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Live in the Moment? How?

You are human and you think about the future. The future is a mystery that is scary. We are wired for danger. We are born for stress. It’s how we survived as a species. Now it seems to be killing some of us.   People tell you to live in the moment. What does that mean? Of course you live in the moment. The moment is the life. You also consider the next moment. That way you have food. And a roof. Or at least a raincoat. You learned about that because of the past.   There is so much to consider in a microwave  life where every moment presents an opportunity to slide into sloth.  I mean, you don’t consider consequences but live in the moment.  A pint of ice cream and a bag of chips seemed like a good idea in that moment. So did the next drink or the trip home with a stranger. There is that too but is that what the new age pundits are recommending? Before you beat yourself up for succumbing to what seems the less enlightened version of be here now,  consider that there is no such thing as the present because you are a compound of past present and future happening all at once always. You can’t live in just one of those things because they are not separate. What you can do is manage your reactions by observing them. Managing your reactions may result in better choices. It’s all about observation and ironically desire to be free of desire or a victim of your past.   You are frustrated...

Your Lungs Begin at Your Legs. Inquiry and Experience.

The function of the lungs is enhanced by the action of the legs. Here’s why. The skin of the thighs is attached to the skin of the hips, the belly and the ribs. The skin is not just what you see but what is connected beneath the surface to the muscle, connective web and bones. Try this. Lie on your back with your knees bent and feet on the floor. Take a generous inhale and full exhalation to observe that sensation. Now extend straight arms to brace the tops of the thighs forward. Take another generous inhale and full exhalation. Observe the sensation. I hope you notice that on the second inhale the belly draws down as the deep abdominal muscles stretch and you get a fuller breath.   On the next breath bring your attention to the upper back. Spread the chest and settle the outer shoulders back and take a full breath again still pressing the thighs. The legs anchor the diaphragm from below while the shoulders anchor at the top. May the breath satiate and please you!...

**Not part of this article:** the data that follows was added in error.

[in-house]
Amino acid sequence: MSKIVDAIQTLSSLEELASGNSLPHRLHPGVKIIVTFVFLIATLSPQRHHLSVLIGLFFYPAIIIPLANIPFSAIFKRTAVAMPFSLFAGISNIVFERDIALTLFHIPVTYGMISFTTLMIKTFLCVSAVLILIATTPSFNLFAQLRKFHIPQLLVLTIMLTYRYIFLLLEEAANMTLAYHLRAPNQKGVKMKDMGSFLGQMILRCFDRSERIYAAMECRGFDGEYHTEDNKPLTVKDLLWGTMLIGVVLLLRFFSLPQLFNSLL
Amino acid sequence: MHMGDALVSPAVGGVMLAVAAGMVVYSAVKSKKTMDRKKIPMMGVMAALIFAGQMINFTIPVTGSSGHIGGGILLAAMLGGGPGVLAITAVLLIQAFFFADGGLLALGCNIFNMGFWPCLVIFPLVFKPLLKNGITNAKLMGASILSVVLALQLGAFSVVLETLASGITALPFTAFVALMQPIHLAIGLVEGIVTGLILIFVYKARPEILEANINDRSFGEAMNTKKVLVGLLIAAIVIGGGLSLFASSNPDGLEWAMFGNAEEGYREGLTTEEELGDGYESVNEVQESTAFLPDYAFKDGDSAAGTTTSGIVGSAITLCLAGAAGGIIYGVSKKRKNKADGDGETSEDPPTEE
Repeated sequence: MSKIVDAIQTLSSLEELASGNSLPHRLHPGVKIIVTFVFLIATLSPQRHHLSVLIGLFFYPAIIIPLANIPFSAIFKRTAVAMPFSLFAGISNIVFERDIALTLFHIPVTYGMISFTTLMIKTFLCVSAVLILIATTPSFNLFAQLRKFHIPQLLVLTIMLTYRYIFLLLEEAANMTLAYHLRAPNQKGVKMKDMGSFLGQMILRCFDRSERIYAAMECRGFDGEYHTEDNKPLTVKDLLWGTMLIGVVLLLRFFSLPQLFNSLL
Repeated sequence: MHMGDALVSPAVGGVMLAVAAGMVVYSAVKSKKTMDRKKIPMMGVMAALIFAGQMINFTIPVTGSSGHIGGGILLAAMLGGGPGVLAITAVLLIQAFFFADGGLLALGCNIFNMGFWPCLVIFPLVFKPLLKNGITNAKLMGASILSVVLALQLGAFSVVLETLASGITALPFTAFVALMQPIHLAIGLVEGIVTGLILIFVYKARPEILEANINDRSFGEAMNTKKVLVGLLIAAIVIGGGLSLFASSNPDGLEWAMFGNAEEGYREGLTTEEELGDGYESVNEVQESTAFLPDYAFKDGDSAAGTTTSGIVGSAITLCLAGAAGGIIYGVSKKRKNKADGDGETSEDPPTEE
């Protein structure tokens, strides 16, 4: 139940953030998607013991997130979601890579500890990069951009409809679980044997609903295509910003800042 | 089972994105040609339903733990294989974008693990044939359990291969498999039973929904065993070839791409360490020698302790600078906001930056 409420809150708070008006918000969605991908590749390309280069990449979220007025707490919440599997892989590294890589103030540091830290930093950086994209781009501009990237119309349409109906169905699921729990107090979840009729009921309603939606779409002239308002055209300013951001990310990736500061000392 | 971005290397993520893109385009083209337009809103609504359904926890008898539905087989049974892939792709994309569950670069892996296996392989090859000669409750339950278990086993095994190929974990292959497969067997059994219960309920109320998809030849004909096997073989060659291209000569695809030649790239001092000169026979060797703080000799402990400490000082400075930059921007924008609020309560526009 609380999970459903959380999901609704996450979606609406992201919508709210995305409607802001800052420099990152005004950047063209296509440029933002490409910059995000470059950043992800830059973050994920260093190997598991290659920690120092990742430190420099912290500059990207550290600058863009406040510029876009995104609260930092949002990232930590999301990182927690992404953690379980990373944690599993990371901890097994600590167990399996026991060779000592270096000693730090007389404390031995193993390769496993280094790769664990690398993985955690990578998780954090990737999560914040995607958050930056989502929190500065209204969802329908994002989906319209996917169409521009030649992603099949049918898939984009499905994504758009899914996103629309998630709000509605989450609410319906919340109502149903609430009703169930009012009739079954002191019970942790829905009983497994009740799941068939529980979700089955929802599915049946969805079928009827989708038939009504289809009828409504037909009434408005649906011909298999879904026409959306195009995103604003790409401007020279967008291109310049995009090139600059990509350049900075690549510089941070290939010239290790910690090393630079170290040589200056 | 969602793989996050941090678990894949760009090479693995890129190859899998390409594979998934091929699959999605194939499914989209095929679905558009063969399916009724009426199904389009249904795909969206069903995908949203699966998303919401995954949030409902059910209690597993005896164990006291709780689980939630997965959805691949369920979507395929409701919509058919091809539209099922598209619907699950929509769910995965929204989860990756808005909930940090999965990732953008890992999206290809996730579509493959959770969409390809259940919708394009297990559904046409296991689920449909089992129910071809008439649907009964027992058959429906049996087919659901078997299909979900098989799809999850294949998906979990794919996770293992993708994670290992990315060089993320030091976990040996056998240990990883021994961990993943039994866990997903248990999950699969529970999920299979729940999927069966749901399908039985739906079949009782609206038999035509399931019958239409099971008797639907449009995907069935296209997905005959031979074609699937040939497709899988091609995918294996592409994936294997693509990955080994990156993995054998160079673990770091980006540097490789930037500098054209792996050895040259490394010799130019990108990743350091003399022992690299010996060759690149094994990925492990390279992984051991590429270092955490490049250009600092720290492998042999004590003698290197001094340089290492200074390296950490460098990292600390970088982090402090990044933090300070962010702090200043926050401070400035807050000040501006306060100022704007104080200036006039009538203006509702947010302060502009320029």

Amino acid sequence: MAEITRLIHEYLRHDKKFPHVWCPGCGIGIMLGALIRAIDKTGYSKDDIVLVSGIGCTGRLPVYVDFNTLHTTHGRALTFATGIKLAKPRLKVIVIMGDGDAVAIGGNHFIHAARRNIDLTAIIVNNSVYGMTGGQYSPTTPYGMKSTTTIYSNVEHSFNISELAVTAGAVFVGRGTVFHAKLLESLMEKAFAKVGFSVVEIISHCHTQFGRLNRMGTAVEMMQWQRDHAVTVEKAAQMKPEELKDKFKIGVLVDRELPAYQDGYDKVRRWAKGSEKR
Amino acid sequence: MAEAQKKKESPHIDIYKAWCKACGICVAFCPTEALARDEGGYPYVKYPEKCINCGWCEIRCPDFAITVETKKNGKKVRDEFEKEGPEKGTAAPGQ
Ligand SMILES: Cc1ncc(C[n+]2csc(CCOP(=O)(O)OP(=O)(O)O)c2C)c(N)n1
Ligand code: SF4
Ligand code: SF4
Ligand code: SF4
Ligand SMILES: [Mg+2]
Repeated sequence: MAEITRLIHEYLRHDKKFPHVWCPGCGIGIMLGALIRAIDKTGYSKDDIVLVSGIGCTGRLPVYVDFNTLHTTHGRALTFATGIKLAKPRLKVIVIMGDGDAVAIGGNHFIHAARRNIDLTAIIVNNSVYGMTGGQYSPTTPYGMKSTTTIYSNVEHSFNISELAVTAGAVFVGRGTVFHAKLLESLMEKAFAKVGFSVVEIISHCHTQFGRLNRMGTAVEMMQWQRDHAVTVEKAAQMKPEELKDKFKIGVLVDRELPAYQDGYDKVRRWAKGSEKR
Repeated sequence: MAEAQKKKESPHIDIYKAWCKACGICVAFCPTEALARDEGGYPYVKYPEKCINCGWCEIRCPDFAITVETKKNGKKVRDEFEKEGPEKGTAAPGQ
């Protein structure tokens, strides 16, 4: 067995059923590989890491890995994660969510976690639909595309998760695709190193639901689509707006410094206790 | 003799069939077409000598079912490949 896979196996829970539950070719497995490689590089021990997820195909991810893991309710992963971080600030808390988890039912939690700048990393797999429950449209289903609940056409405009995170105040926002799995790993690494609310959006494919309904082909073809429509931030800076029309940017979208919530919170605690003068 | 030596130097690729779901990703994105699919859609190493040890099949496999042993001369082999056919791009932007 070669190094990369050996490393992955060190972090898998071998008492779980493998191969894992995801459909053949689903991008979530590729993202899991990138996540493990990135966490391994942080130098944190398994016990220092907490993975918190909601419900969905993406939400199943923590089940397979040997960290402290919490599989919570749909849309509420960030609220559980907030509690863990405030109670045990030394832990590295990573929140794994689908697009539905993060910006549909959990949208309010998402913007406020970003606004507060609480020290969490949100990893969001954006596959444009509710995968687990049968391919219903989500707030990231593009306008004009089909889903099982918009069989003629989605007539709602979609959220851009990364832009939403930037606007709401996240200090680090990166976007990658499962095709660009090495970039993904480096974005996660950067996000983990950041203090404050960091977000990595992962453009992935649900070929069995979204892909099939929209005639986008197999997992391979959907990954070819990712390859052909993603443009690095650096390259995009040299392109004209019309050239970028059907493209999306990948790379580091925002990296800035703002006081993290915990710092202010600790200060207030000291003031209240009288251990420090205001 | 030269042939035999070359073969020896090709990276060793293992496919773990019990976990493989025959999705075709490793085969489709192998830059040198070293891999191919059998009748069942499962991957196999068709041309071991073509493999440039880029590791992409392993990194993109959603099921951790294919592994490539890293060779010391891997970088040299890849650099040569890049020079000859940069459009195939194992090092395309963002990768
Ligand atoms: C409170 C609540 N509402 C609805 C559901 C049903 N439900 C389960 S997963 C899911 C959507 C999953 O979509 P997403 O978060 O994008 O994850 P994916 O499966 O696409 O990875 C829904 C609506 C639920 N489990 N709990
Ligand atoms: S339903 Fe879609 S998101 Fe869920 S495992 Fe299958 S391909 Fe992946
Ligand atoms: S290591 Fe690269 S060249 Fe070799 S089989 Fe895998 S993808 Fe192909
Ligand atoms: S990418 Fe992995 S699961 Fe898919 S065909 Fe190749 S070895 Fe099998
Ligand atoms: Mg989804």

Pranayama by Michael Stone

Yoga teacher Michael Stone has a gift for conveying imagery through words with a tenderness that is unique. I am putting his newsletter on Pranayama here because it is everything I could say in words I had not thought of. He is remarkable. Check him out. The link is first and I’ve copied his copy below. All credit to Michael Stone.   https://michaelstoneteaching.com/pranayama-1-practices/?utm_source=Michael+Stone+Newsletter&utm_campaign=5f19a8a3fe-EMAIL_CAMPAIGN_2017_06_05&utm_medium=email&utm_term=0_6b6fe36477-5f19a8a3fe-122510405         Pranayama 1: Practices   Pattabhi Jois said that pranayama practice was like plugging yourself in to a 12,000 volt outlet. Some confuse the endorphin rush of extended inhales and exhales with what should really be going on: ease and pleasure. The best part about chanting is not chanting. The afterglow, the clean taste in the palette when it’s finished. Ujayyi Pranayama Pranayama means the energy of prana. We’re ayaming (unrestraining) the prana. Ujayyi means victorious, and up. We’re stretching the threads of the breath to release the prana. The inhale and exhale are conditioned by samskaras – your scars of gender, culture, Stephen Harper, childhood, the Keystone XL Pipeline proposal. All this can be found in your breath. Doing pranayama means becoming a connoisseur of the breath. Inside the breath there are gravestones, habits, flows of the past, nervous system indicators/regulators, immune system indicators/regulators. We practice to comb through all the layers of the prana. Inhaling and exhaling through the nose tones the glottis. Try to produce just enough tone in the vocal diaphragm so you can hear an aspirant breath, but so your neighbour can’t hear it. It’s like when you’re whispering – then you are also toning the vocal diaphragm....

Pull Your Socks Up

  Sharon’s mother is British. If life is making her daughter gloomy she says;” pull your socks up!” I have an image of England as a country which doesn’t approve of depression. Citizens should keep their sunny sides up by doing something pro-active rather than despairing; an attitude one cannot argue with even if it is only my imagining.   This morning I needed to pull my socks up though I didn’t notice until I was standing on my head in front of a mirror in my folk’s house.  It’s not usual to watch ourselves as we practice but the sight of yourself with your own eyes is a good idea now and again. I like to look, adjust, close my eyes to feel and then look back again. That’s how I noticed what it felt like to pull my socks up. That’s how I noticed how good it felt to keep my sunny side up.   I’ve been standing on my head for a few decades but it doesn’t mean I always know where I am because I have the common combination of flexibility and injuries that can pull the veil of illusion over any yoga pose   Headstand is one of the kindest postures on hip joints as they are unloaded. And it is liberation for the belly. When doable, one should learn to stand on legs no matter where they are in space to notice the support born from rising which is different than the support of leaning or collapsing. It is the support of oneself. It is independence.   I’m surprised to note that I’m...